For roughly five years or so, I worked as a distance learning facilitator at a small college in Georgia. The work was easy. What was not easy is turning off my brain. I learned a lot sitting in those classes, and the most important thing I learned in the business classes is that we, as a nation, do not teach good business practices. Instead, we teach good profit maximization. These are not the same thing. The collapse of Hostess is one such example, but there are hundreds of thousands of examples everywhere lately about how business is no longer in the business to produce goods, but rather to maximize profits.
Let us start with Hostess. They have some $2 million in revenue a year. Last January, the company filed for bankruptcy protection for the second time in a decade. In April, Rayburn and others at the top agreed to substantial wage cuts, and then demanded that their workers take an 8% wage decrease and a substantial cut in their benefits. The Baker’s Union refused.
The prior year, the top executives were given raises of about 80%, and in April, while the company was in bankruptcy, the former CEO Brian Driscoll was suppose to receive a compensation package of over $3 million for running the company into the ground.
Greg Rayburn, the final CEO of Hostess, blamed the unions for not accepting the contracts that they were offered and for going on strike, but did acknowledge that “management was poor.” The reality is that, if the management hadn’t been poor, it would never have gotten to this point. What is more, Rayburn had been warning since he took over as CEO that the company was headed towards liquidation and mass layoffs.
Too often, management is more to blame for what happens than the workers. Oh, certainly, they can blame the pensions, which is what Rayburn wanted to get Hostess out of, but they did not slash their own salaries until the bankruptcy court had already found out that the salaries had been inflated. In fact, there are unconfirmed information regarding Rayburn’s salary that it was clocking in at about $1.5 million a year. Why not cut that down to, say, a third of that? In fact, why are CEO salaries so exorbitant while salaries of the people who actually do the work are stagnant?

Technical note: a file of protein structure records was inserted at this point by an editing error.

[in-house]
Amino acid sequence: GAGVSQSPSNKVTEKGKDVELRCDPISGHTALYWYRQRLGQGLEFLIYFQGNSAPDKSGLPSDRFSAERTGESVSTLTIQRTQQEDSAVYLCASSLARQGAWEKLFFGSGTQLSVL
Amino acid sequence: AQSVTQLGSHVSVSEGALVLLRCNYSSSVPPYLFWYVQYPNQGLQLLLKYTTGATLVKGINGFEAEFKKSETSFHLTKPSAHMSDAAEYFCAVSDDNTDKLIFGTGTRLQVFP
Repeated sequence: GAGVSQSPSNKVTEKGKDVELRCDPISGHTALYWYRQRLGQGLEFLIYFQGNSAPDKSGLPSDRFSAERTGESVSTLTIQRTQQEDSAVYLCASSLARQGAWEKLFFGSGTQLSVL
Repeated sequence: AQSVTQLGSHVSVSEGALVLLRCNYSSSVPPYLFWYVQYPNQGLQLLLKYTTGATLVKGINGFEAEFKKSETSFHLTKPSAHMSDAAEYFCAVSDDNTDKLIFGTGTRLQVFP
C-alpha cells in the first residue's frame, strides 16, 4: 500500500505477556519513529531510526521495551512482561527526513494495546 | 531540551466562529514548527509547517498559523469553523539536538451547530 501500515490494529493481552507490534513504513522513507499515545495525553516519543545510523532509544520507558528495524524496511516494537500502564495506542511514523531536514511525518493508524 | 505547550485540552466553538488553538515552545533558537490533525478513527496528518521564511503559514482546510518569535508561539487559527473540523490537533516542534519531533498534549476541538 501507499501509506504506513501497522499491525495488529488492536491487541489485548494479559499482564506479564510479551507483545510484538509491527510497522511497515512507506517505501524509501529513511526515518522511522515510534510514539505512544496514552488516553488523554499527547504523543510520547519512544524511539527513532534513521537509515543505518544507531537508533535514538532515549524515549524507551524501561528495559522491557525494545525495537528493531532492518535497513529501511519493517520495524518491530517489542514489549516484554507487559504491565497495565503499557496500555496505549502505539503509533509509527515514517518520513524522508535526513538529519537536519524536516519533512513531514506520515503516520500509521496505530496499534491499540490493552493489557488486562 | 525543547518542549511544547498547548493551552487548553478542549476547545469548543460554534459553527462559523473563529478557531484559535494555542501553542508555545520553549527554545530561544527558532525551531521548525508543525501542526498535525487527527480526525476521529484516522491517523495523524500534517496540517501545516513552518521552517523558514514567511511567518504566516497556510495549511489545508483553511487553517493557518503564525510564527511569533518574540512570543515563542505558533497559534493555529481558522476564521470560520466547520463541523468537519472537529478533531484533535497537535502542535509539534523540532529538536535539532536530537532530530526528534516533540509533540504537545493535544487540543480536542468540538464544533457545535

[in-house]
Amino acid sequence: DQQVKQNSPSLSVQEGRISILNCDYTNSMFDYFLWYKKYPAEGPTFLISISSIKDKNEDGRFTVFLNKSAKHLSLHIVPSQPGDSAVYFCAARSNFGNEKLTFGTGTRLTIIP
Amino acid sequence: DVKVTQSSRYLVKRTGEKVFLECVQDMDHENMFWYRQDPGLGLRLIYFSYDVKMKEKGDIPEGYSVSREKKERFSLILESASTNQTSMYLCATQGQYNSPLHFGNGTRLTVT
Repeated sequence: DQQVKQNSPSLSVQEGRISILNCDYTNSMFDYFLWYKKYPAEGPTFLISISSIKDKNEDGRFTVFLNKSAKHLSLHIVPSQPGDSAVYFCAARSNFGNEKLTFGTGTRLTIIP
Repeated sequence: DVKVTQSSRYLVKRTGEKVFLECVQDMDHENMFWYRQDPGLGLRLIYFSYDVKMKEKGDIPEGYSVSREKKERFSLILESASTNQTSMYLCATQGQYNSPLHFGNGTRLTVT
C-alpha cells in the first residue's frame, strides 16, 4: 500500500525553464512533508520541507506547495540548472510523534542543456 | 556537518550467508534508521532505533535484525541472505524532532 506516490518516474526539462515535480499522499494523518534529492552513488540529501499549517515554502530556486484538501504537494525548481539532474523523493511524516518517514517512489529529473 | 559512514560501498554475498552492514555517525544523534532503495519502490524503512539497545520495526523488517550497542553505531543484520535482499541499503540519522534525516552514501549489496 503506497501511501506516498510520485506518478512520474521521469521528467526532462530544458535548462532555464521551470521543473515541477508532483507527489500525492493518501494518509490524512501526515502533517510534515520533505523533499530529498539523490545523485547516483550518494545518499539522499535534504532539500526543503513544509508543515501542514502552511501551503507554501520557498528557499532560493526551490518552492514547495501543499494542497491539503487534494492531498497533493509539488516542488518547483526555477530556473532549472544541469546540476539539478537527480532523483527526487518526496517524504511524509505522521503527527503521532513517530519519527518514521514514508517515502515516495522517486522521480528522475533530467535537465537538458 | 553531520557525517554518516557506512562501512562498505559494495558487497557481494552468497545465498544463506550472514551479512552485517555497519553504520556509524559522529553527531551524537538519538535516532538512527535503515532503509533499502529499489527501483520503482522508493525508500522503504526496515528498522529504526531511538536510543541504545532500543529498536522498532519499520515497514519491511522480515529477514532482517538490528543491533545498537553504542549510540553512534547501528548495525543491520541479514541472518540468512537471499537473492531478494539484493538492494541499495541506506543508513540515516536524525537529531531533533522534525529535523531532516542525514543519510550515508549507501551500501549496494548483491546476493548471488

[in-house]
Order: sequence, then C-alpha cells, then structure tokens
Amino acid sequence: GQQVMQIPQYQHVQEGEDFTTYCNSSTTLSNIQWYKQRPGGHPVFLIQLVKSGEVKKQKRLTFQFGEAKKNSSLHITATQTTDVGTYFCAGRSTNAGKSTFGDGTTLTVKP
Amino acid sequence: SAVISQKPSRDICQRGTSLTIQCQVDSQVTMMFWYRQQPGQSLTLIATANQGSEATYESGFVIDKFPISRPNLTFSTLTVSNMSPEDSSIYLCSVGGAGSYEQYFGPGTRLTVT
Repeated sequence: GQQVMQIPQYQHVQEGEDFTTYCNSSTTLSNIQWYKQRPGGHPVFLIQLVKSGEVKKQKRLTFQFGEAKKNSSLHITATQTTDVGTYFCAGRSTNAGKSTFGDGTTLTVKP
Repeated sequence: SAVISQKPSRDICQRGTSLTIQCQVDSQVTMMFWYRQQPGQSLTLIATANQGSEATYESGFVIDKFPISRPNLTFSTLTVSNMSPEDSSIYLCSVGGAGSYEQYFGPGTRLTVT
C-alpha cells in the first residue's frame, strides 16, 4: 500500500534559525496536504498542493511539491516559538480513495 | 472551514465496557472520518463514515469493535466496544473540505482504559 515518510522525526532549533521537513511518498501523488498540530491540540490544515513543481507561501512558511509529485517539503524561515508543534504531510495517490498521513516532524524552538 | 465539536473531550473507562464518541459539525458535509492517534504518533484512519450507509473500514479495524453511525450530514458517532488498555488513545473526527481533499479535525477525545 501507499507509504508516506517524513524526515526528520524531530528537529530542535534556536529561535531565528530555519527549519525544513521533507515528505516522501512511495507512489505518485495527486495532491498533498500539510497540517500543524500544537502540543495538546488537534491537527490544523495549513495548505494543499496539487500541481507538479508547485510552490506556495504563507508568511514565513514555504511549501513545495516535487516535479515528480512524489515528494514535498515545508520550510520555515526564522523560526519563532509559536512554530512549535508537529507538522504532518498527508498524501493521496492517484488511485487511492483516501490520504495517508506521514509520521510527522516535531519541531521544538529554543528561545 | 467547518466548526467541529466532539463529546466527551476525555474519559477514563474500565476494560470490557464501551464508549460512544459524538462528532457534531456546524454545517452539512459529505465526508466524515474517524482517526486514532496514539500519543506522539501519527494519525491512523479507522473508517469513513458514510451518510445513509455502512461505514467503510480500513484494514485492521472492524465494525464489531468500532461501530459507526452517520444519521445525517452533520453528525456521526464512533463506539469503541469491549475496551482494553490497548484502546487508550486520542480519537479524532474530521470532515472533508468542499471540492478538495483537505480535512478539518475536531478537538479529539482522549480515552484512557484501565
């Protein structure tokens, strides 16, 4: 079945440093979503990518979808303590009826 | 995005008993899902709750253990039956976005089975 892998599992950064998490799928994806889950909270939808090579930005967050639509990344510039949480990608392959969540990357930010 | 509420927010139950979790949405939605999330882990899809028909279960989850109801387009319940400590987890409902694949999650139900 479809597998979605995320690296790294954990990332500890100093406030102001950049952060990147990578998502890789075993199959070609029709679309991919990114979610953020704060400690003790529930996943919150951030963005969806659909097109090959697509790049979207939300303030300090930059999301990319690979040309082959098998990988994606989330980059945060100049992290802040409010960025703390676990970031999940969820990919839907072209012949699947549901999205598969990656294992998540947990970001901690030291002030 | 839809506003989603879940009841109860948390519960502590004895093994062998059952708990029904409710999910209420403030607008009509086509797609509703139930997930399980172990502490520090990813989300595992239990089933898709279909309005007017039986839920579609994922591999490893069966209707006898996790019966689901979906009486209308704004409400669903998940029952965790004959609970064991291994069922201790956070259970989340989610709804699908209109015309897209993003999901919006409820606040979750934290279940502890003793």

One thing that the MBA classes taught me is that the whole focus of the MBA is to funnel the money in a business to the top and the risk to the bottom. This is why the CEO of Papa John’s Pizza is so willing to slash worker hours and threaten to raise prices a whopping $0.14 per pizza. What is more, he is willing to do this on the excuse of ‘Obamacare’, but rather than taking pride in his company, he just worries about his own money. Why not shut down Papa John’s and be done with it. He could probably make enough money off of the sale to fund a lavish lifestyle if he wanted to.
John Schnatter, Papa John’s CEO, earns about $2.5 million a year and has about $250 million in stock in the company. Why not slash his salary down to, oh, about $1.75 million a year. That saves his company money, right? Of course not.
What is more, Schnatter is threatening to cut worker hours in order to avoid a law that has always been in place. Part time workers are not required to have healthcare benefits according to the laws in the various states. The healthcare reform act simply enforces this particular structure across the nation. So, Schnatter is simply trying to force people to hate Obama and use this as an excuse to change how his store operates in the country.
Another example of the same issue is the fact that banks refused to help home owners. Rather than helping those in trouble, they just kept piling on the fees and pressure in order to try and get blood out of a stone. Instead, they could have done something like help those in need and prevent them from going under. It would have hurt their profits a little in the short term, but they would have kept their revenue flow going.
There is a lot more to this, but this is a start. The problem is not that the workers need more money or deserve benefits. What this comes down to is that the mentality in business is not pride in the business itself, but a push to get whatever the rich can and then to run away without taking any of the risks. We should start by demanding that CEO’s and executives lose their golden parachutes. If the company is in the red when you leave, you get nothing.